Simon Payne, Client Director at Proxima, discusses the challenges that public sector procurement teams are facing and how they can deliver social value
Over the past two decades, public sector procurement has been very much geared towards delivering Value for Money, or VFM as popularly known since the 2003/4 Gershon
Review and as such public procurement processes have been designed to enable this VFM with a traditional focus on creating tangibles that relate to a comparable cost.
But it’s time to turn our heads towards a new value debate that moves beyond cost. Why? Well, firstly because the cost might be becoming less predictable, but also in response to a shift in focus from Government. The most recently published paper on procurement removed a focus on finding the ‘most economically advantageous tender’ broadening the criteria by which a tender is deemed advantageous including environmental and community benefit.
When the term ‘value’ has been discussed among teams looking at supply chain management, traditionally the focus has been on value for money. We are now seeing a shifting paradigm whereby the supply base has been recognised as a tool to deliver social and environmental impact that reaches beyond the direct work of the organisation or department.
This change in mindset is key to delivering beyond cost, as public sector procurement teams go further to truly ingrain social value. It is by no means an easy process as it requires a cultural shift as well as dealing with the complexities around measuring impact. Ultimately it is about creating a new value model that does not abandon the traditional aim of balancing cost and quality but that also adds the lens of both social value and carbon reduction. For example, the Government’s procurement policy note 06/21 looks at taking account of Carbon Reduction Plans in the procurement of major government contracts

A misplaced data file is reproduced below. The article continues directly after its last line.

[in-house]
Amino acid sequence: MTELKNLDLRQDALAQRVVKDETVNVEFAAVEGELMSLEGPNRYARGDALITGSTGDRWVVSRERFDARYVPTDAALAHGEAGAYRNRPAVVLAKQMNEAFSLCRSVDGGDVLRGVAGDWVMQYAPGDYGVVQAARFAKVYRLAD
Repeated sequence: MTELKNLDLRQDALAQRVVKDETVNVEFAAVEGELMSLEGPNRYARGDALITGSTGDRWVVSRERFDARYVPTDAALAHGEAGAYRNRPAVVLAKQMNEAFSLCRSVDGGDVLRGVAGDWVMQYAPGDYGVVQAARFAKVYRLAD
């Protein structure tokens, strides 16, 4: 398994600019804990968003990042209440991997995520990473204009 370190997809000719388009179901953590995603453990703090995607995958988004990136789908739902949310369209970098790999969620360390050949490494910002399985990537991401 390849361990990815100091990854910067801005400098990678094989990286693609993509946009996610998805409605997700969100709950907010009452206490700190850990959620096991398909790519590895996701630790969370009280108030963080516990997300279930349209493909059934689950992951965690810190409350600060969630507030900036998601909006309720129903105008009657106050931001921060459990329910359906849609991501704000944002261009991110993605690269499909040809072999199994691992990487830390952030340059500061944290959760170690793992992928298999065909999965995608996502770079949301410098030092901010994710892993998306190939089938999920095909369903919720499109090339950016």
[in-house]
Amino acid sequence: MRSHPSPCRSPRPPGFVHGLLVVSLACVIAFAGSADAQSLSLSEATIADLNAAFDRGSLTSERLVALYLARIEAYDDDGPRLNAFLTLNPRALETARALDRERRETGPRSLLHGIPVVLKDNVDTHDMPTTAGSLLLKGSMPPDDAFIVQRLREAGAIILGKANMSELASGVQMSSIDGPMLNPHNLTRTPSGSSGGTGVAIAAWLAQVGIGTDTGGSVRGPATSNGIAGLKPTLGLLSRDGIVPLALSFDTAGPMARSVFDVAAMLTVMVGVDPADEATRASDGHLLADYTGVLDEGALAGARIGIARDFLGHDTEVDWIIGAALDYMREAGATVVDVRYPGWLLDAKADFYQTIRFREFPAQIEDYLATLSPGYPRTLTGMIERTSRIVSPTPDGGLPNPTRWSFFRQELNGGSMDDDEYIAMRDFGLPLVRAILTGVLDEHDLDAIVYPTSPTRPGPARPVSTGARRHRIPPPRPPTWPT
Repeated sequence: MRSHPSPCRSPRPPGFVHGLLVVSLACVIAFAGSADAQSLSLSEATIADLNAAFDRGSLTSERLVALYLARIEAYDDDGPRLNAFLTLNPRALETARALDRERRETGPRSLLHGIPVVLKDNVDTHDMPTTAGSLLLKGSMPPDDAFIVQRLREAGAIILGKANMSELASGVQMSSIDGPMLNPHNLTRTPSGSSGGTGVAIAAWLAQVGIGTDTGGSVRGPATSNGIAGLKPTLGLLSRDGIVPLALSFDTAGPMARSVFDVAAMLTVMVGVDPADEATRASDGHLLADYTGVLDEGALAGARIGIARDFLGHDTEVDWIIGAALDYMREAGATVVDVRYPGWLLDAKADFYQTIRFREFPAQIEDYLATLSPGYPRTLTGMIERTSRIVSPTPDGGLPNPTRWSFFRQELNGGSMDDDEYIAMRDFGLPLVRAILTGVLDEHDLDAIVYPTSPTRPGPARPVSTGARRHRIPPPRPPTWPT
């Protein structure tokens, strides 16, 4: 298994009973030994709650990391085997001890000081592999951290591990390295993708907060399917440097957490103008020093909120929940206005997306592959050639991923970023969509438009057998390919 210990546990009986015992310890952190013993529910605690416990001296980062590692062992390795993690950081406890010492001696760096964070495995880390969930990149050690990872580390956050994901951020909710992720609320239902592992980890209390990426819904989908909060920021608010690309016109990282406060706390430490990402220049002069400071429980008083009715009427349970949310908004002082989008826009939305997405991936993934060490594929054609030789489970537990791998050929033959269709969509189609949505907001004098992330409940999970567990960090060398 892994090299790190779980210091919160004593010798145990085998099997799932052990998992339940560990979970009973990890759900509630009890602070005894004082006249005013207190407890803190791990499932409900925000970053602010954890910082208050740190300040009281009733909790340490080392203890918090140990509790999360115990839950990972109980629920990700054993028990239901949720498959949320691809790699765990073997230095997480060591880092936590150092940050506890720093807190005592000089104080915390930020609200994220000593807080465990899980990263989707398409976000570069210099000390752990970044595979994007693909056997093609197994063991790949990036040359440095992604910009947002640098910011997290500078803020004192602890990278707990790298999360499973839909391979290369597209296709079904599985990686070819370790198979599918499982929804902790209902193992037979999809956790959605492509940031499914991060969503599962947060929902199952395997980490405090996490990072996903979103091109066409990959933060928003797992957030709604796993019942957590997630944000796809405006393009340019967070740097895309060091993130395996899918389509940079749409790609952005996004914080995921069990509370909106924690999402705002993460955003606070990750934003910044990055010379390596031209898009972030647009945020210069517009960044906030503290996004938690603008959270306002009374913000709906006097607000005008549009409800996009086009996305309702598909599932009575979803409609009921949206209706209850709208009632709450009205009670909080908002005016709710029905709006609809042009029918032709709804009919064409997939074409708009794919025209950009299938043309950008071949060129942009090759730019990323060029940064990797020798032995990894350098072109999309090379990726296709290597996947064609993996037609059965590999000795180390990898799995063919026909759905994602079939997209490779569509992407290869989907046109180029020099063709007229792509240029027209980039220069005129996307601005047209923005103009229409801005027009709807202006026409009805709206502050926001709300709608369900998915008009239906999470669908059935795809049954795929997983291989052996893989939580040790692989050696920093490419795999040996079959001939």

Setting an agenda for change
The good news is that the public sector is leading the charge and local authorities, in particular, are leading the way, shifting the dial from solely economically advantageous decisions to those which deliver additional environmental and social benefits via supplier selection. But where and how to begin? The first step to achieving positive change is to look at both the organisation and the community it serves and ask the question – what does value look like? And what role can suppliers play? Once that is quantifiable then teams can set a strategy in place to deliver on targets.
Following that, dialogue with suppliers is key and teams must set out to understand how each of their suppliers can help in delivering positive social impact. Procurement professionals should look at the existing processes and add the lens of social value into those to ensure that all supplier activity contributes towards a clearly defined achievable outcome, taking the intangible, and making it measurable. The good news is that it is not a case of reinventing the wheel, it’s more about layering these emerging value concepts into existing processes.
The emerging focus on delivering environmental and social value presents an opportunity for procurement teams to be judged on more than just savings. Swift action now will mean that positive societal and environmental change is embedded across all of an organisation’s activity to truly deliver for the community it serves.